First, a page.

In May 2019, adjudicators at the Financial Ombudsman (FOS) made several dozen decisions upholding affordabilty complaints by people with Amigo loans. So far as I know, Amigo has accepted these decisions and has paid out refunds.
These adjudicator decisions are not published by FOS but readers have sent me copies of them. This article has some extracts so you can see what FOS is looking at in guarantor loan complaints and the sort of compensation people are getting.
There are also reports in June and July from a few readers that Amigo is now accepting some complaints from customers directly, without their cases having to go to FOS.
This is a welcome development for people struggling with guarantor loans, from Amigo or other lenders. If you want to complain:
- see this template letter for complaints by a borrower;
- and this template letter if you are the guarantor.
Background – more complaints about guarantor loans
The 2018/19 FOS annual report shows that it received 529 complaints about guarantor loans in the last year, 150% more than the 210 received in 2017/18.
Most of the recent complaints will be affordability complaints, where either the borrower or the guarantor is saying the lender did not properly check that the loan would be affordable. A loan is affordable when it can be paid out of income, without hardship, getting behind with essential bills or having to borrow more money.
The larger number of Amigo affordability complaints seems likely to have been resulted from three factors:
- expanding market. Amigo’s net loan book went up 70% in 2017/18 and a further 17% in 2018/19.
- Amigo’s “pilot lending” program targetted borrowers with a lower credit score who are more likely to get into difficulty and complain. These pilot loans formed over 20% of its lending in 2017/18.
- increasing awareness of affordability complaints.
In the last six months of last year, only 18% of customer complaints against Amigo were upheld by FOS. My guess is that previously, as there weren’t many complaints, they were not handled by a dedicated team, but that this has changed with the increasing numbers. In early 2019, there seems to have been an internal re-organisation at FOS, with very few decisions about guarantor loans being issued for several months.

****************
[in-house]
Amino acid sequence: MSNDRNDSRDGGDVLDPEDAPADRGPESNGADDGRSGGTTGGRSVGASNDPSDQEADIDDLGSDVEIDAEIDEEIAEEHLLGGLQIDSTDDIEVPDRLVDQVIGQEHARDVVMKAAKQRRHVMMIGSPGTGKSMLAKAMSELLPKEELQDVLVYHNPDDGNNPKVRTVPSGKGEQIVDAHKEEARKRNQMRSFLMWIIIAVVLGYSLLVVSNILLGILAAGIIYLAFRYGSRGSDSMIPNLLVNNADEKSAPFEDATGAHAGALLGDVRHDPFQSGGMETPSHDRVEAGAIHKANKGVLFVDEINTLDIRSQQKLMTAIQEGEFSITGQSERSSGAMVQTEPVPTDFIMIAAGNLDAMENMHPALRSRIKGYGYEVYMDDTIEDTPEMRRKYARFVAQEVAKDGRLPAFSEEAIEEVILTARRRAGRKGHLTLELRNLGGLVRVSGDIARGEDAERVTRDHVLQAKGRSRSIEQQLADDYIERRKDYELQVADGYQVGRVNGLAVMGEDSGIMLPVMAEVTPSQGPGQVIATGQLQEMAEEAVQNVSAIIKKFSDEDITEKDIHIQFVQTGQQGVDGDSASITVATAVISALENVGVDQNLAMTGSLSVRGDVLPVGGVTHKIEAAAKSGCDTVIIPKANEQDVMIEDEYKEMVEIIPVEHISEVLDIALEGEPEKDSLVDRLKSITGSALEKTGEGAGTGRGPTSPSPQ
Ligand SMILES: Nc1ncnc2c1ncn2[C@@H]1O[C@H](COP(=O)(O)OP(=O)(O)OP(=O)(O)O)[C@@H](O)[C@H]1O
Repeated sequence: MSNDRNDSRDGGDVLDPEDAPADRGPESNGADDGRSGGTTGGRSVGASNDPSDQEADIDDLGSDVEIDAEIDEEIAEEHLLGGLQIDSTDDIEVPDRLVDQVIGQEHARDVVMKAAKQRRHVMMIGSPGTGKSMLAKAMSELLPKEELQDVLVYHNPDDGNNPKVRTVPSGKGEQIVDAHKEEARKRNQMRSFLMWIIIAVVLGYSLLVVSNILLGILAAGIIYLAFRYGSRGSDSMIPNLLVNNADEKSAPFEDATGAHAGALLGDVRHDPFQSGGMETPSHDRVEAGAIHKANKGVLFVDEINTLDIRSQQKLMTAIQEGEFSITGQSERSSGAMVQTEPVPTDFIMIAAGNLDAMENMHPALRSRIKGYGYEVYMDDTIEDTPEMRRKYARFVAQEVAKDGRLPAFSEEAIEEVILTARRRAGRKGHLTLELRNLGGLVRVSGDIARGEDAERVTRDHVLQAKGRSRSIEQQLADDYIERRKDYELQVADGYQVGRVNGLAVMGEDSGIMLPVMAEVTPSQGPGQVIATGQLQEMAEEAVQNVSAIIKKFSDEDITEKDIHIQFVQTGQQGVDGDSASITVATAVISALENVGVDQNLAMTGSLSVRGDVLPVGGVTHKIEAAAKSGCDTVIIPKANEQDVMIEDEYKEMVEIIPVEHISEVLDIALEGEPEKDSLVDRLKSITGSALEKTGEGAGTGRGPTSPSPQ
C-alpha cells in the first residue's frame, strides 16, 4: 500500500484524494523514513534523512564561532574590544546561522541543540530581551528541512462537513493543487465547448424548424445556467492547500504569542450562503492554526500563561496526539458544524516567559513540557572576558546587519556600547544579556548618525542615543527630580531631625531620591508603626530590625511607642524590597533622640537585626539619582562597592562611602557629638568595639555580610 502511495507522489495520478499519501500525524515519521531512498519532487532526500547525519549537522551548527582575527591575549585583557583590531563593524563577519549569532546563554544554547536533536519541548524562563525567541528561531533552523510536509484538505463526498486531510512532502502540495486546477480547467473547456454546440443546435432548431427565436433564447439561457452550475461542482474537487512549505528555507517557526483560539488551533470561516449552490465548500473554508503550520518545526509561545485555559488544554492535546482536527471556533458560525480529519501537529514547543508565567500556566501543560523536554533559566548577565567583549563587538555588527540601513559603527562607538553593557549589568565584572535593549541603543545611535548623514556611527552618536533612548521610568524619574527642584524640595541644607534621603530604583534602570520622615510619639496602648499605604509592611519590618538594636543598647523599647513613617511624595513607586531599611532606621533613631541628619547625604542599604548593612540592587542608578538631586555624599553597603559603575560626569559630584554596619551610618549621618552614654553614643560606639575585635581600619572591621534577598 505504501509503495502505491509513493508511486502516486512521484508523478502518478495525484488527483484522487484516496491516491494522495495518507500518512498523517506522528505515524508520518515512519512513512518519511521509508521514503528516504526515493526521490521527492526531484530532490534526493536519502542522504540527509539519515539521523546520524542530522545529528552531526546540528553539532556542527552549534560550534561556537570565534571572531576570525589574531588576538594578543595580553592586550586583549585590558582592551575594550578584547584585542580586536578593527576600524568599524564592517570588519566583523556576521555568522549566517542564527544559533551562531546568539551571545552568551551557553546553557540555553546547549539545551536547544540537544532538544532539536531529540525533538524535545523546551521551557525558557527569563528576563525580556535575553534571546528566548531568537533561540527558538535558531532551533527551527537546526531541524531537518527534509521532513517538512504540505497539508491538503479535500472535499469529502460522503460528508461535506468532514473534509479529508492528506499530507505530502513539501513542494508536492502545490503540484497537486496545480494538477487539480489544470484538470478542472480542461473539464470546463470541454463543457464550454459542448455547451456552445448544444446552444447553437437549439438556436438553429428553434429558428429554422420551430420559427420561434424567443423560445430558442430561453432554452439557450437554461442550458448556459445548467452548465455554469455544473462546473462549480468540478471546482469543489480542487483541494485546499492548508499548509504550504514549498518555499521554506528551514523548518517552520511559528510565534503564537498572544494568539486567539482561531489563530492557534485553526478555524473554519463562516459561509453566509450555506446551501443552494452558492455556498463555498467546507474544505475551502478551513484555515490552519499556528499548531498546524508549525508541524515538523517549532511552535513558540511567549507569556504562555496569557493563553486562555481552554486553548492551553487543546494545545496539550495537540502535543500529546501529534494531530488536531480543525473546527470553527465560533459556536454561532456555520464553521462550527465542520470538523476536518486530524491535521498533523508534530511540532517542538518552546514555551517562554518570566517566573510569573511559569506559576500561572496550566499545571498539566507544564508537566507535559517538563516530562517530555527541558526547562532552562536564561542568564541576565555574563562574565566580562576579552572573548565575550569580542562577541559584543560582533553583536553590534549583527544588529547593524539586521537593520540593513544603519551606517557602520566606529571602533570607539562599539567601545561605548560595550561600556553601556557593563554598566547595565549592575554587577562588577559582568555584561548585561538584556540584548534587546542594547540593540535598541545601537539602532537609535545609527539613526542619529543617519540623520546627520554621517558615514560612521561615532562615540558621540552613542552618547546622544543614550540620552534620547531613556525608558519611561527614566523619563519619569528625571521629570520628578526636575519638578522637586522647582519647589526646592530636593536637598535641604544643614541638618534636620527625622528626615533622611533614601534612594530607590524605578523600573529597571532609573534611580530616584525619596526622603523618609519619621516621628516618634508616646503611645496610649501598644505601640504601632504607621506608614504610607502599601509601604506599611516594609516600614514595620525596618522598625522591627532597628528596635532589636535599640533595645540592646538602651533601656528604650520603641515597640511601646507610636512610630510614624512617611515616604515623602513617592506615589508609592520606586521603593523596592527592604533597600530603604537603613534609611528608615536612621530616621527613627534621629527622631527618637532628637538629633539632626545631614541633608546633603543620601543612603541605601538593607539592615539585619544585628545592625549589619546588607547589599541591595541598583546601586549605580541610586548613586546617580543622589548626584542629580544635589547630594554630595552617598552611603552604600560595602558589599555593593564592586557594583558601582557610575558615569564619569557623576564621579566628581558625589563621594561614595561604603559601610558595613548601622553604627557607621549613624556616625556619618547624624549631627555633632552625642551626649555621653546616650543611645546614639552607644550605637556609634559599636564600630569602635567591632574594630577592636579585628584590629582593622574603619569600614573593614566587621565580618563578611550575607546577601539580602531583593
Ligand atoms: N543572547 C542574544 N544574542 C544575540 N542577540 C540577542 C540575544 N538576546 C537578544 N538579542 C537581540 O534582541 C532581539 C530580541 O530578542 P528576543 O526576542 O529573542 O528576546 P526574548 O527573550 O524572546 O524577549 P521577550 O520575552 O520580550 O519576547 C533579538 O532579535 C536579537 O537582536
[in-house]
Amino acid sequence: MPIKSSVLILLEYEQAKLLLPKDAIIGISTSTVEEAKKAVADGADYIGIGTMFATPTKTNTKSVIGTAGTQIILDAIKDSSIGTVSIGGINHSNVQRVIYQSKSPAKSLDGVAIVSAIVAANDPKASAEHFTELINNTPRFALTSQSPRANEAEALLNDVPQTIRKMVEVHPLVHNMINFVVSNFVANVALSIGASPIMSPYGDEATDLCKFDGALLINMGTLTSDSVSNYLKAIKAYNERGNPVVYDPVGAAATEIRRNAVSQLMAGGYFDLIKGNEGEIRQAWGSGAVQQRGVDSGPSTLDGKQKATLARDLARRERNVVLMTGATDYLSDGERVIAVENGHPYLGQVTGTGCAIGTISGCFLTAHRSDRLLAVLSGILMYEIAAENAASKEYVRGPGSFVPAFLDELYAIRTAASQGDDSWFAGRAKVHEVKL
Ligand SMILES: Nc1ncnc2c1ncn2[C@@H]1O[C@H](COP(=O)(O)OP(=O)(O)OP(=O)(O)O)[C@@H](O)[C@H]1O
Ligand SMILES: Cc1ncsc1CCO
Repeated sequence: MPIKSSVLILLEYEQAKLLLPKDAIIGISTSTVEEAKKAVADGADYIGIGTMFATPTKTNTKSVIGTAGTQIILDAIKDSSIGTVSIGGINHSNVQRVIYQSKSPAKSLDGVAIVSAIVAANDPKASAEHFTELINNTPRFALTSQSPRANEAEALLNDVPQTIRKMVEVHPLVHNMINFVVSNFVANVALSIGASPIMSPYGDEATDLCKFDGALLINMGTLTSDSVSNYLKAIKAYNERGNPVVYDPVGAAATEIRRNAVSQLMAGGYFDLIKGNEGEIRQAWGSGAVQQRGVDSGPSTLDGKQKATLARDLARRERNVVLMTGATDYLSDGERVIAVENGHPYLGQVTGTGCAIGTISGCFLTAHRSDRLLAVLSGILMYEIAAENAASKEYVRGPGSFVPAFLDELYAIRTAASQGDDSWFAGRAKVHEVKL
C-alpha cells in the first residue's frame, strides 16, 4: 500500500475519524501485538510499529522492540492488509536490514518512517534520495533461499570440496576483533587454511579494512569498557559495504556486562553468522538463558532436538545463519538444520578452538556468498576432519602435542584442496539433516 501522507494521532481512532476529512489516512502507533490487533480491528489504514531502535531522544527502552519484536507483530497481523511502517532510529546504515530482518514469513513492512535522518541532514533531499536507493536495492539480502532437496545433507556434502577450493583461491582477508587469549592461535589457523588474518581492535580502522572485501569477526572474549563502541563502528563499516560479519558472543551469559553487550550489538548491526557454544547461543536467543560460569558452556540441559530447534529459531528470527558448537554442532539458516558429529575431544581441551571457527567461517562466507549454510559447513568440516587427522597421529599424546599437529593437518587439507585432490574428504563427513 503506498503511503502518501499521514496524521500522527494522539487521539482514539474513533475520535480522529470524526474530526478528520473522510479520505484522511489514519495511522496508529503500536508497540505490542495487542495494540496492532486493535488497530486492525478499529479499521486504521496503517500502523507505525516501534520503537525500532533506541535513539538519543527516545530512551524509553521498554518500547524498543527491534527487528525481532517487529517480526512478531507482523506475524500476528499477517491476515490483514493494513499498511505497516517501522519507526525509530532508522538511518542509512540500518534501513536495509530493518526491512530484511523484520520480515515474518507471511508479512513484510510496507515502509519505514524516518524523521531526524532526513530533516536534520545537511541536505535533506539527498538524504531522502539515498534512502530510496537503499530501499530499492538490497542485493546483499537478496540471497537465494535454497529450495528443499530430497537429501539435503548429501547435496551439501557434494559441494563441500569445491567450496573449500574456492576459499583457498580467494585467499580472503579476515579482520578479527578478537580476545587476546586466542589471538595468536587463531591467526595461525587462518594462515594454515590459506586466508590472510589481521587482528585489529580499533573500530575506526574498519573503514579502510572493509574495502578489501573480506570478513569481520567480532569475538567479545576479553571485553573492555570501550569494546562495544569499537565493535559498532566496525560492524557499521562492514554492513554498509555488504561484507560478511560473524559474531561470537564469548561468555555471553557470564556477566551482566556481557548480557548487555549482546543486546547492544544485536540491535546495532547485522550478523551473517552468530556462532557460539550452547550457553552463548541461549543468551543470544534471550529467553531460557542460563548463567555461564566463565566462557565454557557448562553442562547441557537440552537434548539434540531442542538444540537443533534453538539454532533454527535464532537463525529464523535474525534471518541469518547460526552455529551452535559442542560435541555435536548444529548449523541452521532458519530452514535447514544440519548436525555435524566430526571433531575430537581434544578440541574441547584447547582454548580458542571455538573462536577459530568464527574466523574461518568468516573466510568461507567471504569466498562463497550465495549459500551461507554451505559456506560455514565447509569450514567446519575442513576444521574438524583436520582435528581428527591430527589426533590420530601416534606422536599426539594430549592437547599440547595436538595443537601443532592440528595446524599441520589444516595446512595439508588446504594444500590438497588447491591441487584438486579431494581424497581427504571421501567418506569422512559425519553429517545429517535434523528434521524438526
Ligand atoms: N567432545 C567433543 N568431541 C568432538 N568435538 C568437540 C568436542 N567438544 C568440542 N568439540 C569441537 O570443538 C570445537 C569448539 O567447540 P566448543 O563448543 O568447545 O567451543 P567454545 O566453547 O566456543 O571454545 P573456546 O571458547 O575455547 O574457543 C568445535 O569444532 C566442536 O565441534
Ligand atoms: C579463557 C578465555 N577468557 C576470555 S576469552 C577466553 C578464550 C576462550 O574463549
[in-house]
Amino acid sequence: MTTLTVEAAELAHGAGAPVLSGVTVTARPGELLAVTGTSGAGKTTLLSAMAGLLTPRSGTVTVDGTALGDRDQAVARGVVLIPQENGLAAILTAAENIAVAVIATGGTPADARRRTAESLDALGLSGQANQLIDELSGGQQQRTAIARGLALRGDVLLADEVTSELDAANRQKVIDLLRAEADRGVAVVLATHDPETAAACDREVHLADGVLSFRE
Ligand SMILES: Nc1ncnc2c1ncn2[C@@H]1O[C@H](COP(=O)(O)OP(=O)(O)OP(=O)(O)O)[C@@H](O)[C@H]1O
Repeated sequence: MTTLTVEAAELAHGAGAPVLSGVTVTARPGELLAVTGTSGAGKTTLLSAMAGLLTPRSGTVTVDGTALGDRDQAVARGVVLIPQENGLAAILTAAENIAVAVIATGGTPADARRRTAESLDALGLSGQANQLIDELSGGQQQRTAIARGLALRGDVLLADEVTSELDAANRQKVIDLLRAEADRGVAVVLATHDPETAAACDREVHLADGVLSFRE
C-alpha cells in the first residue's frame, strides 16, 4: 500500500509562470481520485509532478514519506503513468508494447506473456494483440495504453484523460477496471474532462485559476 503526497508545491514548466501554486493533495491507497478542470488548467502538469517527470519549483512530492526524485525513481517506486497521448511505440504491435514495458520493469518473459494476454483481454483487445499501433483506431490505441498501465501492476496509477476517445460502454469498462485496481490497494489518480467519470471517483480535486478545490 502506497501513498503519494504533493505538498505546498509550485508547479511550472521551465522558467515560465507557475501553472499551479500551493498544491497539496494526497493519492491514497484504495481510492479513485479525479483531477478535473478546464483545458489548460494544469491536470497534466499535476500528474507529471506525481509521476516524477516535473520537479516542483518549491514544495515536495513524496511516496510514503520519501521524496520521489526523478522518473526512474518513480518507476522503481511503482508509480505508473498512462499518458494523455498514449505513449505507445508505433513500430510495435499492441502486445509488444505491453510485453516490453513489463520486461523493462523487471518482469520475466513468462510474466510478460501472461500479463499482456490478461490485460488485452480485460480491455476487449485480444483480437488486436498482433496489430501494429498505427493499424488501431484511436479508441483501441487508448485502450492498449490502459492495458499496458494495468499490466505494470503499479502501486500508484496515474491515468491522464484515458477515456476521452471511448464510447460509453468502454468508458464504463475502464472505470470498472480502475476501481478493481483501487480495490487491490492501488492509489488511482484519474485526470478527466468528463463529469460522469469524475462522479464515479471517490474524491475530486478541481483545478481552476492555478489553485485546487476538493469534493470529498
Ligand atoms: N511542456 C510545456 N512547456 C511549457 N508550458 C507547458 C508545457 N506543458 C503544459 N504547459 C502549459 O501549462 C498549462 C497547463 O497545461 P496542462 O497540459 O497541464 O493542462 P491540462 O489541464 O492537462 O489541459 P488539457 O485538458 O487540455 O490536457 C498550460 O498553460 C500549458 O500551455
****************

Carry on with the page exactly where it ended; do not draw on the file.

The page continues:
Recent adjudicator decisions against Amigo
Twelve readers who had borrowed from Amigo reported in May and early June that their FOS adjudicator has upheld their complaint and told Amigo to refund all interest plus 8% statutory interest. Where a loan hasn’t been repaid, the interest is removed so the customer only has to repay what they borrowed, and any refund on previous loans is used to reduce that balance.
During this period, no reader has reported losing a guarantor loan complaint at FOS.
My guess is that there must have been between 30 and 50 similar decisions against Amigo in this period, as not all will have been from people who left a comment on this website.
A wide variety of situations, but a standard approach
The decisions I have seen have covered a wide variety of situations, from one loan cases to where someone has topped up a loan four times. One customer had a gambling problem. One person had mortgage arrears. Several had credit records showing a worsening debt situation and increased reliance on payday loans.
In each extract, I have changed the borrower’s name.
All the decisions use different words, but this one explains the common approach that FOS investigators took:
When reviewing these complaints, we consider the following questions:
– did Amigo complete reasonable and proportionate checks to satisfy itself that Mr A would be able to repay this loan in a sustainable way? If so, did it make a fair lending decision? If not, would those checks have shown that Mr A would have been able to do so?
– given Mr A’s circumstances at the time of the application, was there a point when Amigo ought reasonably to have realised it was increasing Mr A’s indebtedness in a way that was unsustainable or otherwise harmful – such that it shouldn’t have provided him with the loan?
– did Amigo act unfairly or unreasonably in some other way?
What is “proportionate”?
This comment from one adjudicator was typical:
Given the size of the loan, the total charge for it, the length of time Ms B had to make payments and the potential the guarantor would have to make the repayments, I think reasonable and proportionate checks should’ve reflected a thorough understanding of Ms B’s individual financial circumstances at the time.
Amigo checks were not sufficient
In every one of the May and June decisions I have seen, the adjudicator did not think Amigo made adequate checks.
One example on verifying income:
Amigo has said it used Call Credit’s OI service to verify Mr C’s declared income of £1,350.00. Based on the commitment Mr C was entering into, I’m not persuaded this was sufficient, as this would only provide an indication of what Mr C’s salary was likely to be, as opposed to confirming exactly what his salary was.